Noël Coward’s Look After Lulu! ‘About as necessary as a Peach Melba at the North Pole’

look-after-lulu-new-theatre-posterIt seemed like the ideal combination, a Noël Coward play, fresh from Broadway, the internationally acclaimed actress, Vivien Leigh and the equally acclaimed British stage actor, Anthony Quayle. But it was not to be.

Noël Coward’s stage farce, Look After Lulu! is based on the French comedy, Occupe-toi d’Amélie by Georges Feydeau. Set in Paris during 1908, the story centres around an attractive young prostitute whose lover takes the curious decision to entrust her to a friend, while he goes into the army. His so-called-friend, soon takes advantage of the situation and attempts to trick her into a mock wedding.

From the start, Look After Lulu! seemed destined not to be one of Coward’s greatest triumphs. The play premiered on Broadway at the Henry Miller’s Theatre on 3 March 1959 and closed on 4 April 1959, after just 39 performances. Time magazine suggested, “Coward’s dialogue for this turn-of-the-century French farce is broad more often than bright, and Cyril Ritchard’s direction is often as agitated as it is agile.”


Not to be put-off, Coward transferred the play to the West End. Look After Lulu! opened at the Royal Court Theatre on 29 July 1959. It then quickly transferred to the New Theatre, where it ran for five months until December of that year.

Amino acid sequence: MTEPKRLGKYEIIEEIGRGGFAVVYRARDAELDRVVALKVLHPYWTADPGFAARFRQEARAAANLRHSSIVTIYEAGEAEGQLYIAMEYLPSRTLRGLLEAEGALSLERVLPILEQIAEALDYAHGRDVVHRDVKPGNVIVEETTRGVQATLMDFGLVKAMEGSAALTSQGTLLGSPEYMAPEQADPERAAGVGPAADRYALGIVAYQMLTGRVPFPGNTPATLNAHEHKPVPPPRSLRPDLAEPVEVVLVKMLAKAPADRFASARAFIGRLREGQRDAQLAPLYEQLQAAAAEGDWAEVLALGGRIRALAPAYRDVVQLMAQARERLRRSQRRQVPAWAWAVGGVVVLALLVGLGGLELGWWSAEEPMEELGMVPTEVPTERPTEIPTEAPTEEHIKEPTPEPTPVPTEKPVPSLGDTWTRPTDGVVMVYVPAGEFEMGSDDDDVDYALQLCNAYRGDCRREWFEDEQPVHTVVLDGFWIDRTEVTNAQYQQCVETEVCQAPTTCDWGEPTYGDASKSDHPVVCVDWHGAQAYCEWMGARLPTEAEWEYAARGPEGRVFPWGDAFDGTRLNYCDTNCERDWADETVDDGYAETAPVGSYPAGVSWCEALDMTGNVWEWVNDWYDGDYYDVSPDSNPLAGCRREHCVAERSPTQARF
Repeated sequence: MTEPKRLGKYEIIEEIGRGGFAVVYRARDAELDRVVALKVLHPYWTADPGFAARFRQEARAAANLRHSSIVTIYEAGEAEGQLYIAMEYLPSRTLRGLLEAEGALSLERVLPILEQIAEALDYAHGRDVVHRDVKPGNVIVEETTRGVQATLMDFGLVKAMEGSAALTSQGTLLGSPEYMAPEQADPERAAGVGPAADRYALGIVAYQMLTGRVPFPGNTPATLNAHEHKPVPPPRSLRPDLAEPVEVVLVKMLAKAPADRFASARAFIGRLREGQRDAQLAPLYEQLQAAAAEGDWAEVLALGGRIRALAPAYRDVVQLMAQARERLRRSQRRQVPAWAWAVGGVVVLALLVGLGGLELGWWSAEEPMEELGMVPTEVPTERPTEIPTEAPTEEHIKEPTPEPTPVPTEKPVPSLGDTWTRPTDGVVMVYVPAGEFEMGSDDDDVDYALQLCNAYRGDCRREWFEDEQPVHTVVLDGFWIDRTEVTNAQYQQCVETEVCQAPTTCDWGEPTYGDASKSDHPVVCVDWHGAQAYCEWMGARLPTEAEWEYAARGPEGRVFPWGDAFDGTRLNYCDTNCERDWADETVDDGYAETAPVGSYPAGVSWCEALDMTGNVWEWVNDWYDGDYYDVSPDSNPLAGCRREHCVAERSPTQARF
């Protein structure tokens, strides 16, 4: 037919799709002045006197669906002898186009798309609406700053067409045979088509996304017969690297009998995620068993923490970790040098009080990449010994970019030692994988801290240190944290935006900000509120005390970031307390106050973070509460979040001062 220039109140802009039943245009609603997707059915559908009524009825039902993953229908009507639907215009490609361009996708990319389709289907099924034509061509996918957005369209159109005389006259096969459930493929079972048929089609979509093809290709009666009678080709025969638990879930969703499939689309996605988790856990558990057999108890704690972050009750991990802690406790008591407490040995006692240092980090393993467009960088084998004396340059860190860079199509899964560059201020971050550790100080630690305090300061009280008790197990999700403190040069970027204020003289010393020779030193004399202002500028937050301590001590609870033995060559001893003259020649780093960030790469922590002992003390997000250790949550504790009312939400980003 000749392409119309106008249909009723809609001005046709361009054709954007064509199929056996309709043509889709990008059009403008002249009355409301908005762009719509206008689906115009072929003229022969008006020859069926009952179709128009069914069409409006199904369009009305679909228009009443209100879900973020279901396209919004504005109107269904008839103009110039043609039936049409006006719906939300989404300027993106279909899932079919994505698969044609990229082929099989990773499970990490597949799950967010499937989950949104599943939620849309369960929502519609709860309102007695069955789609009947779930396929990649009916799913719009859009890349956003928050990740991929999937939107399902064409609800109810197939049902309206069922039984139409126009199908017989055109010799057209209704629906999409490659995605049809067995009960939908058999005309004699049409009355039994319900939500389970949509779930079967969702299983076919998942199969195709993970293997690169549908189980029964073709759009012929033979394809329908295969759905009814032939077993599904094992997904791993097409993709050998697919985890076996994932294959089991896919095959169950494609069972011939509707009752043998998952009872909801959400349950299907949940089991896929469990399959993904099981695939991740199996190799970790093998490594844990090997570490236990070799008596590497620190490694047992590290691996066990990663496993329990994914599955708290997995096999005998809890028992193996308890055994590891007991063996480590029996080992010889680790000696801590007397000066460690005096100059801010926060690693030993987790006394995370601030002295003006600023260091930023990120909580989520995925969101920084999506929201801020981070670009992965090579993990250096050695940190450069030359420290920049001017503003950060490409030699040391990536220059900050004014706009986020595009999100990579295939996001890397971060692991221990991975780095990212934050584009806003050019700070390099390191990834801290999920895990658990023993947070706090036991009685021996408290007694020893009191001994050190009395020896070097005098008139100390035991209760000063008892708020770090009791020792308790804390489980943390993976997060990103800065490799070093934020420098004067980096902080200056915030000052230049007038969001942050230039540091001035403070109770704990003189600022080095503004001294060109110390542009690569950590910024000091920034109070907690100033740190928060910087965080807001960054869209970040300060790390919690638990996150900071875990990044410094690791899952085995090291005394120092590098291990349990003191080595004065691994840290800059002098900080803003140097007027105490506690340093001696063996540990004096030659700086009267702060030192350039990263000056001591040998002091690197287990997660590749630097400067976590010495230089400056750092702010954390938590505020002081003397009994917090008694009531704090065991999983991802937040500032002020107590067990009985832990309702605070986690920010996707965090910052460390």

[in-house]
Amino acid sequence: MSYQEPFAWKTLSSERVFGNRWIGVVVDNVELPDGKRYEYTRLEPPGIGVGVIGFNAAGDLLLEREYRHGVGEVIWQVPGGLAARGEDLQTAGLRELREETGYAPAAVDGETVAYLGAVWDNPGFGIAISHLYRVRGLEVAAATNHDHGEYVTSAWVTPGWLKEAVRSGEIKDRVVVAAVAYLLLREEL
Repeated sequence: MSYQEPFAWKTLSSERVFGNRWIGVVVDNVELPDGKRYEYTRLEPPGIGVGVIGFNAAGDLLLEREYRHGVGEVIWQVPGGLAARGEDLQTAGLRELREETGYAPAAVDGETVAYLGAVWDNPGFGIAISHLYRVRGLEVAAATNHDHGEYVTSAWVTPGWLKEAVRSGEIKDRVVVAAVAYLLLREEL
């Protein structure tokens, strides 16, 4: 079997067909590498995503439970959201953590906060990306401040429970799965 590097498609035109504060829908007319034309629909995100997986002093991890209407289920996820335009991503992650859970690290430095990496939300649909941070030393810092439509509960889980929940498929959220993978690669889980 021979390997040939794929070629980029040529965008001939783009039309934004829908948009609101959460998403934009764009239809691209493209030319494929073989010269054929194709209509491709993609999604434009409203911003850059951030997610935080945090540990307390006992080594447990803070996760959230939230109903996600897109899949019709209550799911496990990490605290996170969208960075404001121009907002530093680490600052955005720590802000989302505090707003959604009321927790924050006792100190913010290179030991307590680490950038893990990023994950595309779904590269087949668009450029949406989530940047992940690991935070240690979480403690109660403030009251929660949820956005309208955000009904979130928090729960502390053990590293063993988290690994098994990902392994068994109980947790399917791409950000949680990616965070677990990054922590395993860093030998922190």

The London production starred Vivien Leigh, with Robert Stephens, Anthony Quayle, Anne Bishop and Max Adrian. Harold Hobson in The Sunday Times wrote, “If Look After Lulu! is only half a success, the reasons are more than complimentary to everyone concerned. The trouble is that Mr Coward is too witty, and Miss Leigh too beautiful. For the kind of play that Look After Lulu! is, beauty and wit are about as necessary as a peach melba at the North Pole.”

The New Theatre, later to become the Albery Theatre and then, following its acquisition by Delfont-Mackintosh and an extensive refurbishment, the Noël Coward Theatre, was where Anthony Quayle launched his Compass Theatre Company in 1984, with a production of The Clandestine Marriage. It was also where he and his co-star, Roy Kinnear recorded a set of radio interviews that have become the basis of RABBIT & SNAIL’s new documentary STAGE DIRECTION.